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On deck very soon

A bunch of the 170 are still in the queue. I haven’t been adding to the scheduled posts for awhile, instead I’ve been inserting topical items from time to time—I even got some vicious hate mail for my article on the electoral college—and then I’ve been shoving material for new posts into a big file that now has a couple hundred items, I’m not quite sure what to do with that one, maybe I’ll write all my posts for 2017 on a single day and get that over with? Also, sometimes our co-bloggers post here, and that’s cool.

Anyway, three people emailed me today about a much-publicized science news item that pissed them off. It’s not really topical but maybe I’ll post on it, just to air the issue out. And I have a couple literary ideas I wanted to share. So maybe I’ll do something I haven’t done for a few months, and bump a few of this week’s posts to the end of the queue.

Before that, though, I have a post that is truly topical and yet will never be urgent. I’ll schedule it to appear in the usual slot, between 9 and 10 in the morning.


  1. zbicyclist says:

    Here’s an idea:
    Over at, Bill Bickel ordinarily does one post a day. But once a year, he does 24 posts in 24 hours. This might be a particularly good idea for posts on a particular theme, or posts that aren’t maybe quite as interesting once you look at them again.

  2. Shravan says:

    Somewhat related: Is Vox a serious venue to write articles in? I saw an article there that sounds made up:

    I’ve lived in Germany for 14 years, and the story this person tells sounds implausible to me. I’m sure there is profiling in Germany, but the account this reporter presents is based on her experience with no evidence to back it up. I find it odd that this magazine just publishes a first person account without any statistics to support the story.

    • Andrew says:


      Vox, like any media outlet including APSR, JASA, and PNAS, has quality control issues. I think the articles that I’ve published in Vox are pretty damn good. Then again, I think that about the articles I’ve published in APSR, JASA, and PNAS, and I can’t say I agree with everything that appears in these journals.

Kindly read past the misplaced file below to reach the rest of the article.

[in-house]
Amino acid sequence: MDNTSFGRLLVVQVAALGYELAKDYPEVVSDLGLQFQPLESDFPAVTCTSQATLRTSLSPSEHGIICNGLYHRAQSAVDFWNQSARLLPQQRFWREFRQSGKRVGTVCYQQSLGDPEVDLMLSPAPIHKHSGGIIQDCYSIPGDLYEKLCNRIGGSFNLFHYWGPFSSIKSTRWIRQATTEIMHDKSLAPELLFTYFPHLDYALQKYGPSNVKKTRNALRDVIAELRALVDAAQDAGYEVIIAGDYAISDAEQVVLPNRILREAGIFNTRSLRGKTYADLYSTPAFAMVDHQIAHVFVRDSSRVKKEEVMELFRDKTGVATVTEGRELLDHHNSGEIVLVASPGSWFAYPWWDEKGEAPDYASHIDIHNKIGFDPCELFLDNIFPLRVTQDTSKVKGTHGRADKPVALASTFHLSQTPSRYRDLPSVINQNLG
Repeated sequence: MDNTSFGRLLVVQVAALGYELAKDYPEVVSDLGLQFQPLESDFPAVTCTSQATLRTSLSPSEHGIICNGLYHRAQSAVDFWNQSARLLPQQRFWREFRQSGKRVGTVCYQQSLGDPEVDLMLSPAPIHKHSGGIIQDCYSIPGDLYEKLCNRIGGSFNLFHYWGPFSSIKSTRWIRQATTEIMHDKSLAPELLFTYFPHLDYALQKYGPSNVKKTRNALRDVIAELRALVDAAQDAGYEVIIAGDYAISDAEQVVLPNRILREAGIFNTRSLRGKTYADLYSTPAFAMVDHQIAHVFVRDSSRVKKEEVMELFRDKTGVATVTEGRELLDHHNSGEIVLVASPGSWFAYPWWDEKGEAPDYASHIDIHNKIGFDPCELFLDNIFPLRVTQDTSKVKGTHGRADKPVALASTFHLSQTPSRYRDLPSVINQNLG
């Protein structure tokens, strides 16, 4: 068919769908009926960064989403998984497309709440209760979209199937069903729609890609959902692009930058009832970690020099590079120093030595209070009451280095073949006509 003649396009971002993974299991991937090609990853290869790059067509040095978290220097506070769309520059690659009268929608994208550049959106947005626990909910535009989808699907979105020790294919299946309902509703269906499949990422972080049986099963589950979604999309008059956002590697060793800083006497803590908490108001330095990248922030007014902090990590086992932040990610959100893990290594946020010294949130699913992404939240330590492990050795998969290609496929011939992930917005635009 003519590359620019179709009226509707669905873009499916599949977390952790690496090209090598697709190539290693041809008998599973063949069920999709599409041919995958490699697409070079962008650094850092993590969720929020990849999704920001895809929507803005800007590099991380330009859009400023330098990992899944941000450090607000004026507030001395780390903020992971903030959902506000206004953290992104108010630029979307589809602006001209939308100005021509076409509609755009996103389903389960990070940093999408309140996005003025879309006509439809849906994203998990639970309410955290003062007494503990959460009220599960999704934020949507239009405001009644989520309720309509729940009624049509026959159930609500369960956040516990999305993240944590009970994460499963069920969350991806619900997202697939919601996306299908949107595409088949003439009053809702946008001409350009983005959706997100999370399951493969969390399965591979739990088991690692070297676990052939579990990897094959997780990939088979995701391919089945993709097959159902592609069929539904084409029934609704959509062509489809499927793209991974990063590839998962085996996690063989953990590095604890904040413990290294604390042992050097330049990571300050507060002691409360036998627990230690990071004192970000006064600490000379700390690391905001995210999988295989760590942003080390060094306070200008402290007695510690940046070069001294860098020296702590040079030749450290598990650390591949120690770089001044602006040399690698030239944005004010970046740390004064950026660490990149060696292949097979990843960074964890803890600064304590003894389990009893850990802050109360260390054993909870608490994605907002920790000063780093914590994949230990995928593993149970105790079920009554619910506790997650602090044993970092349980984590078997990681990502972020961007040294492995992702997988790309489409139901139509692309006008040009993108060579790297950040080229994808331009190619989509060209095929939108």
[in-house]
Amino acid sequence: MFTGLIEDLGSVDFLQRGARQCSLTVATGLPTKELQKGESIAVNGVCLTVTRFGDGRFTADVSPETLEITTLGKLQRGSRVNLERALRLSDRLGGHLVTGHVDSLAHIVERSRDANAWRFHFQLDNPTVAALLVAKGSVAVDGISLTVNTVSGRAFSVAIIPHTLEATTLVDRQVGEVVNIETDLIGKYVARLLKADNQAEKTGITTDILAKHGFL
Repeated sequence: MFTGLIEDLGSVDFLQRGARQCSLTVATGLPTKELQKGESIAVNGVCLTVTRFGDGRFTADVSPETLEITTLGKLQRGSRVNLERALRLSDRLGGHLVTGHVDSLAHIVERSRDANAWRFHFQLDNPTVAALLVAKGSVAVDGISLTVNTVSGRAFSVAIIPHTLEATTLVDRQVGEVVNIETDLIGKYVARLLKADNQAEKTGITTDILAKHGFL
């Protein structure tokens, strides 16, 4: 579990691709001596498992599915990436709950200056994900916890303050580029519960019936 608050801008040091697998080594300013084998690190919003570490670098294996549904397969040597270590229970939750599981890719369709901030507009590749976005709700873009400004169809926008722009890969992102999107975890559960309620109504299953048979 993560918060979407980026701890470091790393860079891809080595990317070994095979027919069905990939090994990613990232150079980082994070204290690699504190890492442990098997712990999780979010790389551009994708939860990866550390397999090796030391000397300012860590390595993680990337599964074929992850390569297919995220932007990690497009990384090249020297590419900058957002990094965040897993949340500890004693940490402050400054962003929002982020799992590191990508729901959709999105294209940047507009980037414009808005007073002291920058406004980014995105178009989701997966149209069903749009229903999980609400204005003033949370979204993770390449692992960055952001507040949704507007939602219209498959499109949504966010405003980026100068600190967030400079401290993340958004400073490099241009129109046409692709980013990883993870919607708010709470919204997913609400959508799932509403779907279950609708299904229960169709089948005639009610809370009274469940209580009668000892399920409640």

• anon says:

      Vox constantly frames highly contentious opinions on X as some pseudo factual “X, explained” account. It just becomes very tedious and I’ve kind of stopped reading Vox despite being initially quite excited about it. Their explainers are simply inferior to Wikipedia.

      But to be fair, the article you link to is a first-person account of something, not a report.

      • Shravan says:

        I didn’t know that was a thing. I can write a first-person account about something I experienced, or something that I think/imagined I experienced. Vox would publish it?

        • anon says:

          They might. Looking at we see stuff like:

          “My scary, awkward, hopeful conversation with my dad about why he voted for Trump”
          “13% of Americans don’t use the internet. Until a few months ago, I was one of them.”
          “I made 6 figures at my Facebook dream job — but couldn’t afford life in the Bay Area”

          There’s a lot of blogging-style opinion writing being published these days, not just at Vox but also at Slate, Salon etc and even at the NYT or the Guardian.

  3. Daniel Weissman says:

    I was wondering what article everybody emailed you about. Then I saw “Spatial heterogeneity of climate change as an experiential basis for skepticism” in PNAS. Took a quick glance and wow, it’s bad.

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